Time to take a look at Chaku-Chaku, another inspiring lean method.
“Chaku” translates as “load” or “insert”. Using the same word twice – “Chaku-Chaku” – offers a clue that this particular lean production method is based on comparatively simple working processes. All that workers have to do is load a machine, or position a workpiece in it, and move workpieces from one machine to another. The actual processing work and ejection steps are completed in a largely or entirely automated process. All the workstations needed to manufacture a product are located as closely to each other as possible to avoid long distances. This results in lines being arranged in a U or Ω shape, as is the case in the one-piece flow method. The worksteps and workstations are arranged in a strict sequence and, often, each member of staff will be able to operate every station. One crucial advantage to the Chaku-Chaku principle is that it introduces flexibility to the system’s output, which means per-person productivity remains consistently high, even if the number of staff is increased. After all, the focus is on ensuring the people – rather than the stations and machines – are working to their full capacity. In other words, the machines wait for the people and not the other way around.
Hanedashi, Jidoka and Karakuri/LCA help with Chaku-Chaku
As explained above, when work is organized using the Chaku-Chaku method, the actual processing of the work piece happens largely on an automated basis. Frequently, a machine will also eject the processed part itself, too. This is often because suitable ejection devices can be added to a machine relatively cheaply. By contrast, incorporating a device that could load work pieces into a machine with precision would be a very expensive affair. This is why Chaku-Chaku works well in combination with the Hanedashi method. In this method, which equates to automatic unloading, the operator places the work piece into the machine by hand, with the machine processing it and subsequently ejecting it. The operator can then pick up the workzpiece and either take it to the next workstation or pass it on to the next operator on the line. While the processed workpiece is being passed on, the machine readies itself for processing the next workzpiece. As a result, operators can complete their work without any distractions and the ergonomics of the assembly workstation are enhanced, since staff can avoid the unergonomic movements associated with unloading tasks.
When it comes to ejection processes, Karakuri/LCA (Low Cost Automation) – i.e. automation systems that don’t use drives, sensors, electricity or compressed air – can be very useful. For instance, Profile Tube System D30 can be used to create automated applications that rely solely on the laws of gravity and mechanics. If staff following the Chaku-Chaku method are operating several machines in parallel, it is pretty much impossible for them to maintain an overview of everything at the same time. However, lean production has a tried-and-tested solution for this, too – Jidoka. If machines are fitted with monitoring systems that use sensors, for example, they can identify when something has gone wrong and shut themselves down automatically. This is why Jidoka is also referred to as autonomation – a combination of the words “automation” and “autonomy”.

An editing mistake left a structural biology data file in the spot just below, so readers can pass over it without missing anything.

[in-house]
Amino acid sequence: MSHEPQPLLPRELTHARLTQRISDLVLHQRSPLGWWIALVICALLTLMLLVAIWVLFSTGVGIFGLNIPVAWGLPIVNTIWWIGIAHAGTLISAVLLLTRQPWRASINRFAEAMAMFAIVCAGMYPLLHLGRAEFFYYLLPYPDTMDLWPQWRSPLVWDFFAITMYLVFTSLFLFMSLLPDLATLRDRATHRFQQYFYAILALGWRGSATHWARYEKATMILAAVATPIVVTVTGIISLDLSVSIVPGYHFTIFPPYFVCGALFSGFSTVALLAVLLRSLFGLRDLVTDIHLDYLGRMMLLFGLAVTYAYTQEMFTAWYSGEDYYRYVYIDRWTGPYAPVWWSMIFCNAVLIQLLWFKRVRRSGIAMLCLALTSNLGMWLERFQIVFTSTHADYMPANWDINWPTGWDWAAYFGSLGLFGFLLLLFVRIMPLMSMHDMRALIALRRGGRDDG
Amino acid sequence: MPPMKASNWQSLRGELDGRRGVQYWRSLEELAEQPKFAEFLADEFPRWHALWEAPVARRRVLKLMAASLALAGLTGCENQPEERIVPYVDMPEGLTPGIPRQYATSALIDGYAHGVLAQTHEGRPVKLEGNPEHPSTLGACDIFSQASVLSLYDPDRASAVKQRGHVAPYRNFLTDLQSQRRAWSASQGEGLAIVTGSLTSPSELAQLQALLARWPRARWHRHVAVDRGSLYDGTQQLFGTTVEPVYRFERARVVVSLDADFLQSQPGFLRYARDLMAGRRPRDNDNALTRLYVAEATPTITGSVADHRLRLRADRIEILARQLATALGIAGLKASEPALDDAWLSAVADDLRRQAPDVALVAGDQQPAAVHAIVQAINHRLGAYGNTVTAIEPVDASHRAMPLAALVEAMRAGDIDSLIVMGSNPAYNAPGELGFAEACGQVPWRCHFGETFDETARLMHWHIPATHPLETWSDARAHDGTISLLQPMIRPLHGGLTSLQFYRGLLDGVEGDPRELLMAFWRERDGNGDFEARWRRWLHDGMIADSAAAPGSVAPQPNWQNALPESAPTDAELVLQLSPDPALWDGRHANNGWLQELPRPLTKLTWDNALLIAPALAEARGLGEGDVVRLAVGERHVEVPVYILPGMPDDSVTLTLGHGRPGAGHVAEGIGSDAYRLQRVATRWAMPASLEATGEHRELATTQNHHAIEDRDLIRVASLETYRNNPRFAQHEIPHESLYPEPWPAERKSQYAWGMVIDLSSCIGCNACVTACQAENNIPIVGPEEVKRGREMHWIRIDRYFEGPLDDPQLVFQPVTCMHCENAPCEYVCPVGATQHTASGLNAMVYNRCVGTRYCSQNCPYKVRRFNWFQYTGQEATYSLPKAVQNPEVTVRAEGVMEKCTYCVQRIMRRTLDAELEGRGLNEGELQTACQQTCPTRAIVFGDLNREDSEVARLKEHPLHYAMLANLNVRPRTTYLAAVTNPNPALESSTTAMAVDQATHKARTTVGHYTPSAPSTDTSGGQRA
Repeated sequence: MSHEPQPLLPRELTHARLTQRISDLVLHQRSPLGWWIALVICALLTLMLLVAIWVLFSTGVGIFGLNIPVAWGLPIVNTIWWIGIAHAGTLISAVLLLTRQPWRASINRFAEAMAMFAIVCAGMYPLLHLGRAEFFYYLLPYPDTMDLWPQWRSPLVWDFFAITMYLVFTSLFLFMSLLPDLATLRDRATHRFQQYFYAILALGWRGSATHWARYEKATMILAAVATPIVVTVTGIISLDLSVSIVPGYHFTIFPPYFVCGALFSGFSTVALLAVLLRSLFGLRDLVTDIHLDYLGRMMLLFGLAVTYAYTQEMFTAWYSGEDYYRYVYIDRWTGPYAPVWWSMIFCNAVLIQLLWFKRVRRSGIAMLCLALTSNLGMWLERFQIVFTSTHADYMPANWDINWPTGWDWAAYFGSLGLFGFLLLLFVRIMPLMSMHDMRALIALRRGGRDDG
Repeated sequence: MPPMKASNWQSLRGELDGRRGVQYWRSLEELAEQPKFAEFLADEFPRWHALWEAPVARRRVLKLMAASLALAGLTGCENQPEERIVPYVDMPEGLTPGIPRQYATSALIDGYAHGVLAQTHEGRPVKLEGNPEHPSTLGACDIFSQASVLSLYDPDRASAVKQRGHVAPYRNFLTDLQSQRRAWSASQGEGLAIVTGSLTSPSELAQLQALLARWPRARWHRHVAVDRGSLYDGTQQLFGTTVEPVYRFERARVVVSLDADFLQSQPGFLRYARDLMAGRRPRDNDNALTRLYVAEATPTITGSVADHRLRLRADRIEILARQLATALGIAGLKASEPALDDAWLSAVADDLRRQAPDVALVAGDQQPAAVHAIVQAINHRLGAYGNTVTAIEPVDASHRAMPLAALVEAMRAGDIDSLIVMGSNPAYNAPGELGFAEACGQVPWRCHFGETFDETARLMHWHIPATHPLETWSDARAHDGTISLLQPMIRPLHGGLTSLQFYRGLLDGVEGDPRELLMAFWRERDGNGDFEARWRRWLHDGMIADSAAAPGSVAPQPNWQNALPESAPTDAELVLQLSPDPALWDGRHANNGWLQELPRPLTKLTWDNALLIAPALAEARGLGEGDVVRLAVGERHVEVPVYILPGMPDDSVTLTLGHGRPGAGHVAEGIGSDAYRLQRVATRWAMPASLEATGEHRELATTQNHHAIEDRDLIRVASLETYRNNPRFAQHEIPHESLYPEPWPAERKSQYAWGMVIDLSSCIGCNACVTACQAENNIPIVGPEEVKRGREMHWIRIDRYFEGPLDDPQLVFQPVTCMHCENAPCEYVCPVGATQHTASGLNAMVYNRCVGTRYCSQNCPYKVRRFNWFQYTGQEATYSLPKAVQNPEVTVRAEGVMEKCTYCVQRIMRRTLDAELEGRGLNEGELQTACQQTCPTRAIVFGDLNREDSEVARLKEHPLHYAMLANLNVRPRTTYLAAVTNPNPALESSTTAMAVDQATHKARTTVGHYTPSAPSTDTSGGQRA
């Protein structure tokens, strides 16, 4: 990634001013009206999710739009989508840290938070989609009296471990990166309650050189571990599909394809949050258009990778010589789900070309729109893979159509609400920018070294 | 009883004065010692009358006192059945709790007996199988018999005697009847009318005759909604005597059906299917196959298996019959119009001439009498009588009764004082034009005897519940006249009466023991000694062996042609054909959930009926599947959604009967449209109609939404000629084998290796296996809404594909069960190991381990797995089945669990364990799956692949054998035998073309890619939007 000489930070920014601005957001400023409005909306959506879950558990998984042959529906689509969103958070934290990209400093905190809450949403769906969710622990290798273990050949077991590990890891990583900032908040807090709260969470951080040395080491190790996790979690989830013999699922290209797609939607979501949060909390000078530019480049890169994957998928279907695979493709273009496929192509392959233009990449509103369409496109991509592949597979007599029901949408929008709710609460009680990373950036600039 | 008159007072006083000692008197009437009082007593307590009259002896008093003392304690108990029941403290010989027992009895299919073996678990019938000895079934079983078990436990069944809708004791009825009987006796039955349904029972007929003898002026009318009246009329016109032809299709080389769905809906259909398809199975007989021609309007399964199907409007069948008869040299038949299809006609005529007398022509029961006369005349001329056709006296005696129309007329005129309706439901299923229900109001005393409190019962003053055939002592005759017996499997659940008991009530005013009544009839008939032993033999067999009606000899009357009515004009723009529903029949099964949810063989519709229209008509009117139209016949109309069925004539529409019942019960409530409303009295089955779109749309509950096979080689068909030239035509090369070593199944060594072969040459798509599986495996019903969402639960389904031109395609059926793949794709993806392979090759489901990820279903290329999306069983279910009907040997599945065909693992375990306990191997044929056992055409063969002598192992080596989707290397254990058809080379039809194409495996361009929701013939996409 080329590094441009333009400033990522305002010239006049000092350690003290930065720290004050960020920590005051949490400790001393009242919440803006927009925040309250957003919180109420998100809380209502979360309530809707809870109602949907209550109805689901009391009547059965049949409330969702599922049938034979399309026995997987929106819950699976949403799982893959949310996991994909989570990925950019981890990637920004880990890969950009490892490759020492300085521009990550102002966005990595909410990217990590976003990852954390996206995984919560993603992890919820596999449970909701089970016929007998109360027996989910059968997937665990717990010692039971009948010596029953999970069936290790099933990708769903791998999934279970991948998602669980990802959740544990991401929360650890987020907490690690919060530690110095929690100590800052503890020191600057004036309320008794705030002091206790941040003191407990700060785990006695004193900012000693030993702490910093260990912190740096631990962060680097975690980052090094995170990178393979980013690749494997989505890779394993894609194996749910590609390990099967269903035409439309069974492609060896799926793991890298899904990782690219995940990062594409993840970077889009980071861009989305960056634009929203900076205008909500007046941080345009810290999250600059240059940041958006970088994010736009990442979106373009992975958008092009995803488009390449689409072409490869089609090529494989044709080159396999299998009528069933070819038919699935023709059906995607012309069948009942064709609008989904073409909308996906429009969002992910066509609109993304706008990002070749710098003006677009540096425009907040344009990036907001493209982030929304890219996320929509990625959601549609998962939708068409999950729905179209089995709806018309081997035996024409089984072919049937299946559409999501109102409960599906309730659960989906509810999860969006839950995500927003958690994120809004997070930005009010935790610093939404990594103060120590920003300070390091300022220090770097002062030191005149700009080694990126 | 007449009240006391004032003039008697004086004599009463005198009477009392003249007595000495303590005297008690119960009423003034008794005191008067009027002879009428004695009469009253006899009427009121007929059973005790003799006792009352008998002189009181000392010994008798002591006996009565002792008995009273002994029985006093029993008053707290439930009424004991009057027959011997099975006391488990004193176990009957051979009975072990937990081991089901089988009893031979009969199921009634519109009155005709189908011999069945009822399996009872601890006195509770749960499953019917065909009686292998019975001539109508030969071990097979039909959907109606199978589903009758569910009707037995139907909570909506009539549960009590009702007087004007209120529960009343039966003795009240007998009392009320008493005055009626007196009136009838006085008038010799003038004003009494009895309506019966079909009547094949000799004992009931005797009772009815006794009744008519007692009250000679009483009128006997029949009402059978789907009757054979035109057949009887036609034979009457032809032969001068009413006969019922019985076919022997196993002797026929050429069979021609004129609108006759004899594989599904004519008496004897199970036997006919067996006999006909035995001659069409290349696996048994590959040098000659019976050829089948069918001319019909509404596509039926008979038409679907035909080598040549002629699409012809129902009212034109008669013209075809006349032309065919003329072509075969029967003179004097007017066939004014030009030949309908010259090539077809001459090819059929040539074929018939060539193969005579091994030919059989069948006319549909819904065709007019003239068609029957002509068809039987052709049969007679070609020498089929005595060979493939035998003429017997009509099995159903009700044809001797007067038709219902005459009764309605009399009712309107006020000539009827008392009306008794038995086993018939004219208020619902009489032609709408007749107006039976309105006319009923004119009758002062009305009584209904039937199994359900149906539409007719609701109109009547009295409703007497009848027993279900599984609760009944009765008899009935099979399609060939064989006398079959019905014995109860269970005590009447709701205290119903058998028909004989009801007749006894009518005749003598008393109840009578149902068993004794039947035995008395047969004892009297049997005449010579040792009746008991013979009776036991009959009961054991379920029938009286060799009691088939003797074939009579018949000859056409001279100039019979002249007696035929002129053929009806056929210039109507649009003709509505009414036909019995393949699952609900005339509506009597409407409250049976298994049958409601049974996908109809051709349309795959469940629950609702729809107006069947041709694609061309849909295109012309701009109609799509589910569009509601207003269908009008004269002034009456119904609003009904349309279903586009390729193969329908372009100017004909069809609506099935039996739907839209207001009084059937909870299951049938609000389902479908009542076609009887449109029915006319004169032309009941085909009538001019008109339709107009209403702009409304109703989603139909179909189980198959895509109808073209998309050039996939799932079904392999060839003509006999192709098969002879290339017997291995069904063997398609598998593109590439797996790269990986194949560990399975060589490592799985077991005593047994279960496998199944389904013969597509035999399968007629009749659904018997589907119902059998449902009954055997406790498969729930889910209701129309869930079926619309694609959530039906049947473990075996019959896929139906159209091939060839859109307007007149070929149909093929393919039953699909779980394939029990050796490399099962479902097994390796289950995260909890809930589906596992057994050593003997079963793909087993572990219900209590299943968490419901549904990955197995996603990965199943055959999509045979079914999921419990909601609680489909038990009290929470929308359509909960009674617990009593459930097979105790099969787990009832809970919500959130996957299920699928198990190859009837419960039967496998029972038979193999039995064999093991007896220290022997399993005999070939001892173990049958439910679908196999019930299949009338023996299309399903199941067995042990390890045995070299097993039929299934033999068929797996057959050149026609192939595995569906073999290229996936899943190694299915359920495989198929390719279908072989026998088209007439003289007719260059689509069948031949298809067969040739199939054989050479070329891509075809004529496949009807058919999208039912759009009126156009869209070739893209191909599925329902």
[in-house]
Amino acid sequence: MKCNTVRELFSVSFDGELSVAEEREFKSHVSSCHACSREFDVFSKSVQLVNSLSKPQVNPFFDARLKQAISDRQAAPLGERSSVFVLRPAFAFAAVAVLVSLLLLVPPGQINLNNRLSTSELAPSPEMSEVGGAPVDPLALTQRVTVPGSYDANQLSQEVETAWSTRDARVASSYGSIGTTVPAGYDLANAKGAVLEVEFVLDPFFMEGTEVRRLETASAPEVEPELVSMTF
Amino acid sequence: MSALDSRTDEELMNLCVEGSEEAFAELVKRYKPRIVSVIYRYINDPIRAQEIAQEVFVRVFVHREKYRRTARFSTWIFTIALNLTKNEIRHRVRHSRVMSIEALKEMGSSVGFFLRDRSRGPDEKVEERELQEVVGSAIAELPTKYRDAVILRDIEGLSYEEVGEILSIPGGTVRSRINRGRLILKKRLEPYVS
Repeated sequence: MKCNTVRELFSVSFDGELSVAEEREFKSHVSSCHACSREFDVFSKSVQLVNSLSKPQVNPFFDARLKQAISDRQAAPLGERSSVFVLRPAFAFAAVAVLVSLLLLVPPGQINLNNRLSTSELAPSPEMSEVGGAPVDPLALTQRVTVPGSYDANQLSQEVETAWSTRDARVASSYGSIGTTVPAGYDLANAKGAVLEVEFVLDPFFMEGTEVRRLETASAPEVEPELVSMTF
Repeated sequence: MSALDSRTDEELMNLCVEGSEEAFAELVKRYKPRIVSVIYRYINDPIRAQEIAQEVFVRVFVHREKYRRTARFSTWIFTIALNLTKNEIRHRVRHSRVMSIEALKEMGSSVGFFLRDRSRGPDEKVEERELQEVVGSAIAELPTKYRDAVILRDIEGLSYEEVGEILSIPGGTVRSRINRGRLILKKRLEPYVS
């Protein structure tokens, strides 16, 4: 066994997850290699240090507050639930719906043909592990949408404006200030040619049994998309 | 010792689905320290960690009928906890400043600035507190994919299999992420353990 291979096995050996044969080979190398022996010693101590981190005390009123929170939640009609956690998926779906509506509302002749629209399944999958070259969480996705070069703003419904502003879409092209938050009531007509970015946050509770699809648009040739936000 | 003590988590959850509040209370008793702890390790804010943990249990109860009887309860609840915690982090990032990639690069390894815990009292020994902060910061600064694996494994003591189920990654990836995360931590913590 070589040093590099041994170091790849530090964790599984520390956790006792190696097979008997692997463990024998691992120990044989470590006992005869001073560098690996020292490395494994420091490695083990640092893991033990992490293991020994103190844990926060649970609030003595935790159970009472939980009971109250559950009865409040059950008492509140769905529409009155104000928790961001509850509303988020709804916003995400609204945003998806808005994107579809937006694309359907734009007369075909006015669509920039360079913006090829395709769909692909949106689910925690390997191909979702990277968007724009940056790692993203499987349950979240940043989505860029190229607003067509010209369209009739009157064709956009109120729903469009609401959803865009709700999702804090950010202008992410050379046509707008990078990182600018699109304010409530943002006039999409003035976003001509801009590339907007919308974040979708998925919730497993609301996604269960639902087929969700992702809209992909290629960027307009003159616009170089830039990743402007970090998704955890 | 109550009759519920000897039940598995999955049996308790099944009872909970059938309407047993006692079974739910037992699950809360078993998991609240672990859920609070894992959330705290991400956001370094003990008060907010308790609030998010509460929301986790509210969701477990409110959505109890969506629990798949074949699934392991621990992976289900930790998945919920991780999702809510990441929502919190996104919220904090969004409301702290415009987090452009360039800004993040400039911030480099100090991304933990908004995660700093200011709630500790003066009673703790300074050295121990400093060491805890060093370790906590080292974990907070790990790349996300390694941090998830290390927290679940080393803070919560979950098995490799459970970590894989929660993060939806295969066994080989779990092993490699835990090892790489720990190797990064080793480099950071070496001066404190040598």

Poka-Yoke and 5S help with Chaku-Chaku, too
Poka-Yoke, which translates as “the avoidance of unfortunate errors”, is another tool that helps operators run multiple machines smoothly under the Chaku-Chaku method. Poka-Yoke utilises mechanisms that either directly avoid mistakes (hard Poka-Yoke) or point out a potential error (soft Poka-Yoke). When using the Chaku-Chaku method, only hard Poka-Yoke is taken into account. For example, imagine a machine that will only start processing a part when that part has been inserted correctly and in a precise position. This means the operator can move straight on to the next machine in the Chaku-Chaku line and will only need to return to the previous one when the Hanedashi mechanism has done its job.
However, Poka-Yoke is not just helpful when the rabbit chase principle is being followed, i.e. when every operator needs to have mastered every workstep. Poka-Yoke can also be combined with Chaku-Chaku when the sequence principle is being implemented. In this scenario, operators only take care of certain sequences in the Chaku-Chaku cell and therefore don’t need to take responsibility for every workstep. All the same, no matter which approach is taken, organisation and clarity are absolutely essential because the Chaku-Chaku method is based on processes that have become second nature and high speeds. 5S from the visual management toolbox is the ideal lean method for delivering these essentials:
Sorting out and removing what isn’t needed right away.
Setting everything out in an ergonomic arrangement and labelling working materials.
Scrutinising and thoroughly cleaning the workplace.
Standardising steps 1 to 3 to make them second nature.
Sustaining your observance of the rules and continuously improving the workplace and processes.
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